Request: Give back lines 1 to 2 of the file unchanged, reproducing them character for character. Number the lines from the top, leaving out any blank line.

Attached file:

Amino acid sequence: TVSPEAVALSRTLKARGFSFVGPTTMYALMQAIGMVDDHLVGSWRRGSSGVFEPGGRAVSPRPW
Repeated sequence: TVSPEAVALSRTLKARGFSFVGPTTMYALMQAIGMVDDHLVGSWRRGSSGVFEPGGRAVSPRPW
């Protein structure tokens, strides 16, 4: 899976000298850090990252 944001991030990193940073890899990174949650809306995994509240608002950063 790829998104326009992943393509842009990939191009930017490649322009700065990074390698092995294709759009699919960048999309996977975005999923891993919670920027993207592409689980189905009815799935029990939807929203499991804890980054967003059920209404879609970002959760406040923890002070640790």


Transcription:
Amino acid sequence: TVSPEAVALSRTLKARGFSFVGPTTMYALMQAIGMVDDHLVGSWRRGSSGVFEPGGRAVSPRPW
Repeated sequence: TVSPEAVALSRTLKARGFSFVGPTTMYALMQAIGMVDDHLVGSWRRGSSGVFEPGGRAVSPRPW